Bridger, James

Bridger, James,

1804–81, American fur trader, one of the most celebrated of the mountain menmountain men,
fur trappers and traders in the Rocky Mts. during the 1820s and 30s. Their activities opened that region of the United States to general knowledge. Since the days of French domination there had been expeditions to the upper Missouri River, and in the early 19th
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, b. Virginia. He was working as a blacksmith in St. Louis when he joined the Missouri River expedition of William H. AshleyAshley, William Henry,
c.1778–1838, American fur trader and politician, b. Virginia. In 1820 he was elected lieutenant governor of Missouri. He sent fur-trading expeditions up the Missouri River to the Yellowstone in 1822 and 1823; the parties included Jedediah Smith and
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 in 1822. From that time until the fur trade declined in the 1840s he was a trader and trapper in the mountains, becoming familiar with most of the country N of Spanish New Mexico and E of California. He was associated with Thomas Fitzpatrick and Jedediah Smith in many of their journeys, and he is generally credited with being the first white man to see (1825) Great Salt Lake. He was the guide for the party of Marcus Whitman, and in 1843 he and a partner, Louis Vasquez, opened Fort Bridger on the Oregon TrailOregon Trail,
overland emigrant route in the United States from the Missouri River to the Columbia River country (all of which was then called Oregon). The pioneers by wagon train did not, however, follow any single narrow route.
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. They later were forced by the Mormons to give up the post. Bridger was a guide, notably to Gen. A. S. Johnston on the Mormon campaign in 1857, to an expedition to the present Yellowstone Park (a region he did much to publicize), and to the surveying party of Gen. G. M. Dodge for the Union Pacific RR. He came to be famous for his talk, was a fine spinner of "tall tales," and was one of the most picturesque figures of the frontier.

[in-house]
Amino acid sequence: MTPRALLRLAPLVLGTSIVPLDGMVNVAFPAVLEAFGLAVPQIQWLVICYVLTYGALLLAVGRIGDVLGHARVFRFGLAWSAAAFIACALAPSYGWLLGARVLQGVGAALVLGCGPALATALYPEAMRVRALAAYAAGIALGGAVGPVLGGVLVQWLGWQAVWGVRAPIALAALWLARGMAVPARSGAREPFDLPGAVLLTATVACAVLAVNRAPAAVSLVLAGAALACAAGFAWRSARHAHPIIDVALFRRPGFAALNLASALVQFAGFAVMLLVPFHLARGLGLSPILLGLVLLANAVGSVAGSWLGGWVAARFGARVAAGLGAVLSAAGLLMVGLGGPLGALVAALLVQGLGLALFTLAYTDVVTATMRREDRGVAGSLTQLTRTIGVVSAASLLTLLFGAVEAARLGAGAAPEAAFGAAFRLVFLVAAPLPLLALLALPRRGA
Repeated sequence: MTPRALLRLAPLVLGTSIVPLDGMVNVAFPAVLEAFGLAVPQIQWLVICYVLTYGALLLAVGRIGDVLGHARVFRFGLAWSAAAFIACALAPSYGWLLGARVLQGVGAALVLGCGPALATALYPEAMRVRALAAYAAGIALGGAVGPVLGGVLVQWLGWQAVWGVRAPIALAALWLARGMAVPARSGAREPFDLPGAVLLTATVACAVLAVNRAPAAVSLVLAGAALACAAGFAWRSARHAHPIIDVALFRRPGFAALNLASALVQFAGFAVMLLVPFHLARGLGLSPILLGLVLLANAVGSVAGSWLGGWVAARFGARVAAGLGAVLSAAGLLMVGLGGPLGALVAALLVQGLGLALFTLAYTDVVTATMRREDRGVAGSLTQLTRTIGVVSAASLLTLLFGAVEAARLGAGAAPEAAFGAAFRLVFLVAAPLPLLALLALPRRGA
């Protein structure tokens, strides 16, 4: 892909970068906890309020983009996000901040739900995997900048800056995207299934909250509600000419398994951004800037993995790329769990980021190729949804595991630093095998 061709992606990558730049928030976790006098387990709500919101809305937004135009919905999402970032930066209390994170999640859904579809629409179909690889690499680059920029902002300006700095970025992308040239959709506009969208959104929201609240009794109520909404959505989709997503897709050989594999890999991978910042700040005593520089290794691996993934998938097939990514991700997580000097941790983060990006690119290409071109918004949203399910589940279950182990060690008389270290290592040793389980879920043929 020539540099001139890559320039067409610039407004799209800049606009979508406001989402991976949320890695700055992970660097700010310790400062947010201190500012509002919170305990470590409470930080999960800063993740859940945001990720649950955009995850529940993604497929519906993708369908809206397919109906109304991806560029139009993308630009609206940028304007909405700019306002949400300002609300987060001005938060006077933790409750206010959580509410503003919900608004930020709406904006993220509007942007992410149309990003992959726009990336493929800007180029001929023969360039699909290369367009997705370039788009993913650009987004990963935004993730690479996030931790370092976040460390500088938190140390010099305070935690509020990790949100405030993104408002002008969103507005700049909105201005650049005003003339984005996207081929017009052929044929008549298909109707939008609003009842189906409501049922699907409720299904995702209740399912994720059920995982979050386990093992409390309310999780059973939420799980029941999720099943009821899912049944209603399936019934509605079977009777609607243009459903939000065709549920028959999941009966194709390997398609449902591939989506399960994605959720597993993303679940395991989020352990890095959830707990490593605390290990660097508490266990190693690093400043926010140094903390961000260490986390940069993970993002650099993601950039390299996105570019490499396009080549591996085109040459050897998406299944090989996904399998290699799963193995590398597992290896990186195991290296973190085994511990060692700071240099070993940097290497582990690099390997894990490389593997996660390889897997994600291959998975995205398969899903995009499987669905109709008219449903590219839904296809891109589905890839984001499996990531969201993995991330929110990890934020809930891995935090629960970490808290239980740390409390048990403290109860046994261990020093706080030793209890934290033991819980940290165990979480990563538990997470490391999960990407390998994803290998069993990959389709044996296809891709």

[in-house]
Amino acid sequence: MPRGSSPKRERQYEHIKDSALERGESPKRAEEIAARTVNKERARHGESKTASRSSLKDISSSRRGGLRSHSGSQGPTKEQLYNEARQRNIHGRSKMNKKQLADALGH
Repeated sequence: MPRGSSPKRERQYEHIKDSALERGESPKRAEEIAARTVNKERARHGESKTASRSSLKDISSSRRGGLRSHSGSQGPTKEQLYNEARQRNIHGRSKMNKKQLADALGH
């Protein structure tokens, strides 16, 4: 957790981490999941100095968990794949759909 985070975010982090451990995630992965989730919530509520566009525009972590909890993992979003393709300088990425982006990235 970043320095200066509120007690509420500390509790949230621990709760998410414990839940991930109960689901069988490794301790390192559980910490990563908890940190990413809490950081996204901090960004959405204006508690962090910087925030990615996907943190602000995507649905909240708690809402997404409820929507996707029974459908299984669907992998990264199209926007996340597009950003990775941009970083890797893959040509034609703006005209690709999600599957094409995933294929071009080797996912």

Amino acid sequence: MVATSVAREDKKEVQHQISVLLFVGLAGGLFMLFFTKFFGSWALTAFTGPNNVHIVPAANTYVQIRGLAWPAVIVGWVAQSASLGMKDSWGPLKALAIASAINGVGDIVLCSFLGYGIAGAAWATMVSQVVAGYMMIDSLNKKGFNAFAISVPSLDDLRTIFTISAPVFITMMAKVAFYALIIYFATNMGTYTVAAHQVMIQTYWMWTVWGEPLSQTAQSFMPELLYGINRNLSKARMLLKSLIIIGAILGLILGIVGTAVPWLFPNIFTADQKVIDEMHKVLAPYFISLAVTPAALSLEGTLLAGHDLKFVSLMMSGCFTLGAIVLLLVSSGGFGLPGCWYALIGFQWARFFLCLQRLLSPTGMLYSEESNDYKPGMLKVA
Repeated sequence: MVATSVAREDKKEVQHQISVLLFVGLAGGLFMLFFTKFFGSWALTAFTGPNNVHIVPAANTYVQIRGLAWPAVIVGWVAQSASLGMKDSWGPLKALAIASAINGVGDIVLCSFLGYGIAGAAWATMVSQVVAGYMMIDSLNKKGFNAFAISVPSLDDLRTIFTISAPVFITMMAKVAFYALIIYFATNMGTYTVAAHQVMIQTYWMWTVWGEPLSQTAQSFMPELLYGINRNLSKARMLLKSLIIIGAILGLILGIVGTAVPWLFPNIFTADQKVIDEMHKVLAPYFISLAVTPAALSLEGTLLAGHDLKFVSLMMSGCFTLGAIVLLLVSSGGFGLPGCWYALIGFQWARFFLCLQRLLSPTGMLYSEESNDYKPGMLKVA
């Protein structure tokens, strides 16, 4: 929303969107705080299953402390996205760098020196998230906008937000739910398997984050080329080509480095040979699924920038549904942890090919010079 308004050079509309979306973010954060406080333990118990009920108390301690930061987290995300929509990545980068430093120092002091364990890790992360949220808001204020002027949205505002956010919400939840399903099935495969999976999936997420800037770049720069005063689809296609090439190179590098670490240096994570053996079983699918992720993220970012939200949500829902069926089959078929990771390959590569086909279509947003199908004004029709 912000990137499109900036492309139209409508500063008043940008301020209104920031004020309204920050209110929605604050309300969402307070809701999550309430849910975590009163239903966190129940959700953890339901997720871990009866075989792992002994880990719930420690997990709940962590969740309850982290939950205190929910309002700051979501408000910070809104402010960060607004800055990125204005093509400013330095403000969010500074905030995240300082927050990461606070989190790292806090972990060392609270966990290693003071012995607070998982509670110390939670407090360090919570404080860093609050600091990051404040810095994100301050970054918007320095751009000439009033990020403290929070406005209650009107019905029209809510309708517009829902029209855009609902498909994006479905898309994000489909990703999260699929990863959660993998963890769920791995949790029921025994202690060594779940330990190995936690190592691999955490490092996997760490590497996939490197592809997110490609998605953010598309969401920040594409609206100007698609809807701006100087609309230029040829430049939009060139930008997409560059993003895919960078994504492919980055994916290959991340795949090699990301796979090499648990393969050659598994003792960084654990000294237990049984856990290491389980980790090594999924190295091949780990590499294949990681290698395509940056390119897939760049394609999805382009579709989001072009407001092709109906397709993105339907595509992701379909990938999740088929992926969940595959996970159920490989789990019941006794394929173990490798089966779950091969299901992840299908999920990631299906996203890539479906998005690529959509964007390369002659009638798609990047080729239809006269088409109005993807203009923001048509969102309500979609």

Bibliography

See biographies by J. C. Alter (1925; rev. ed. 1962, repr. 1967), S. Vestal (pseud. of W. S. Campbell; 1946, repr. 1970), and G. Caesar (1961); B. De Voto, Across the Wide Missouri (1947).

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Bridger, James

(1804–81) fur trader, scout, "mountain man"; born in Richmond, Va. Working with fur companies in the northeast (1822–42), he was the first white man to see the Great Salt Lake (1824). He established Fort Bridger in Wyoming (1843) and discovered Bridger's Pass (1849). After being driven out by Mormons (1853) he guided a federal force in its campaign against the Mormons (1857–58). After serving as a guide to several major expeditions in the West (1859–66), he retired to his farm near Kansas City, Mo.
The Cambridge Dictionary of American Biography, by John S. Bowman. Copyright © Cambridge University Press 1995. Reproduced with permission.